Packed House for First Light Up Racing Event

Price Bell opens Monday's Light Up Racing event | Photos by Z

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LEXINGTON, KY–It was standing room only for the inaugural community event in Lexington for Light Up Racing, the initiative launched last year with the goal of empowering the racing industry by providing consistent, transparent information and research.

Held Monday, Feb. 26 at Fasig-Tipton, the event drew over 200 industry members who gathered to learn about how Light Up Racing was founded and what it has already accomplished around different parts of the globe, what the organization aims to achieve in the U.S. going forward, and how individuals can play a role in social change to work toward reshaping the public's perception of horse racing.

It was a diverse group of attendees, with leaders of some of the top Kentucky farms on hand as well as representatives from various racing organizations, bloodstock agents, consignors and breeders. But it wasn't so much about the entities that were represented as it was the individuals who attended because, as the event's presenter Vicky Leonard explained to the group, the public is much more likely to respond to a community of individuals rather than an institution.

Light Up Racing's Vicky Leonard | Photos by Z

“A lot of people don't believe what institutions say and they really struggle to trust companies,” Leonard said. “In fact, it's at the point now that a friend on social media–even if you've never met them–is twice as credible as a government leader or a business. The reason for that is we have such an access to information that we expect it and institutions can be very poor at giving it so therefore if they don't, we immediately distrust them.”

Leonard's Australian-based marketing agency Kick Collective launched Kick Up For Racing in 2022 after a string of breakdowns at the Melbourne Cup led to an increased negative perception of racing in Australia. Kick Up For Racing provided a resource for Australian racing participants to properly address common concerns about the sport so that they could go into conversations equipped with accurate information. Over the past two years, Kick Up's social media platform has distributed engaging, educational media content and has worked with industry participants to address misinformation by giving fact-checked responses.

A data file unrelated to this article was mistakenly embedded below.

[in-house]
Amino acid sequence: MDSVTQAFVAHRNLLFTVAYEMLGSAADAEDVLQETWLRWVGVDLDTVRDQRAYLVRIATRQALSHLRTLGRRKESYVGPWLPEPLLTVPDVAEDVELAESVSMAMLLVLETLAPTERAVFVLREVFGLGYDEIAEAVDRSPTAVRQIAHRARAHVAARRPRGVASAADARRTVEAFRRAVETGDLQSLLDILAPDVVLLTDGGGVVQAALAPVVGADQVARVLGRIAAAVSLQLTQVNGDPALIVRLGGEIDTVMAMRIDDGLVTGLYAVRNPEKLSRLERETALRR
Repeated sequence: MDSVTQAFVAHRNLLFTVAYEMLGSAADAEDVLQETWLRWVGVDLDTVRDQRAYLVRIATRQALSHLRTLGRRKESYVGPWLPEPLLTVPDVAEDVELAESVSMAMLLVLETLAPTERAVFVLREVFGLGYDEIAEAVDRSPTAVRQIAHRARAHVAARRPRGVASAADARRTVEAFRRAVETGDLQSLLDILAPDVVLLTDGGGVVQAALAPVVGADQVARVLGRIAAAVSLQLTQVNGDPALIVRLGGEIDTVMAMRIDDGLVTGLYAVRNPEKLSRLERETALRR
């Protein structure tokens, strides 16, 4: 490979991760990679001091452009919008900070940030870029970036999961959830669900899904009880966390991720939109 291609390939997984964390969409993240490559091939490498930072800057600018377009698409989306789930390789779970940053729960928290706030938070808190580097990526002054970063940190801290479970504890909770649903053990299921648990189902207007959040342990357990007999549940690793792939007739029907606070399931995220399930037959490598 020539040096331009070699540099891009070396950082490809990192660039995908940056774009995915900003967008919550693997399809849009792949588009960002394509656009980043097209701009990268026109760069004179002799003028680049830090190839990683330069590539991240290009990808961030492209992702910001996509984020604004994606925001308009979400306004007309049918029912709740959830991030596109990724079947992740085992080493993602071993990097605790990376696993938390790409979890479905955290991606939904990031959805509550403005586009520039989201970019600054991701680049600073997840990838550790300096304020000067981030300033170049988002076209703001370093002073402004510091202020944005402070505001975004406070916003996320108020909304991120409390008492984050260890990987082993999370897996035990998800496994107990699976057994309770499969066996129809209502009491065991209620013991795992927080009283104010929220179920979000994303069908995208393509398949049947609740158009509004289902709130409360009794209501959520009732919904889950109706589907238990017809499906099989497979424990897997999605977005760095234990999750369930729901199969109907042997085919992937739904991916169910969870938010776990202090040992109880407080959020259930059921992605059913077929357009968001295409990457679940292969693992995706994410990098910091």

With the anti-racing voice growing louder in the U.S., Light Up for Racing was founded with the goal of emulating Kick Up's success. Spearheaded by Price Bell, Roderick Wachman, Jason Litt and Dr. Jeff Berk, Light Up for Racing was launched late last year.

Monday's event focused on the science of social change, diving into the psychology behind how public perception is formed and how it can be molded over time.

Leonard explained that in general, people look to their peers to form their opinions.

“We believe people who believe what we believe,” she said. “We want to be able to trust information from people who are like us. If they have the same value system, it's far more likely that we will trust and believe what they tell us.”

Examining social movements like the ALS Ice Bucket Challenge in 2014 and the Black Lives Matter social media movement in 2020, Leonard said that diversity is another important factor. An individual is more likely to believe a subject to be legitimate when they see people from several different social groups share an opinion on the topic rather than multiple peers from the same social group.

“This is awesome for our industry because we have people working for minimum wage and we have billionaires. We have people everywhere in between…That widespread reinforcement is crucial.”

According to Leonard, the level of transparency behind a movement also has a major impact on it's effectiveness, as well as access to consistent data and information.

The question, 'Isn't horse racing cruel?' is one that every racing participant has been confronted with at one point or another. Leonard broke down how individuals can address the topic through science, data and research by asking the other person how they have arrived at their conclusions about the sport.

“90% of people come from the perspective where they actually don't know,” she said. “They don't have a clue what's going on and they're taking one tiny piece of information [to form their opinion].”

Leonard said that people often base their opinions on topics like fatalities, whip usage, and 2-year-old racing. For these subjects and others, Light Up Racing has curated concise, science-driven responses on their 'Common Questions' page that can serve as a launching point to engage in meaningful conversation.

In the coming months, Light Up Racing will be hosting workshops and community groups to train people on how to have effective in-person conversations and social media engagement.

“We need to get proud, we need to stand strong and we need to represent our industry in the best way we possibly can because ultimately, the power is with you,” Leonard told the audience.

Following the presentation, many attendees remarked on the massive turnout and their optimism for similar numbers at future events. One person said they were surprised and encouraged by the diversity of those in attendance and another said the fact that Light Up Racing has seen so much success already in Australia gives them confidence that their strategies can have a powerful impact here as long as the program continues to receive the industry's support.

Light Up Racing's next event will be held Tuesday, March 5 at Keeneland and will focus on transforming negative opinions into positive opinions through strategic communication and social media engagement.

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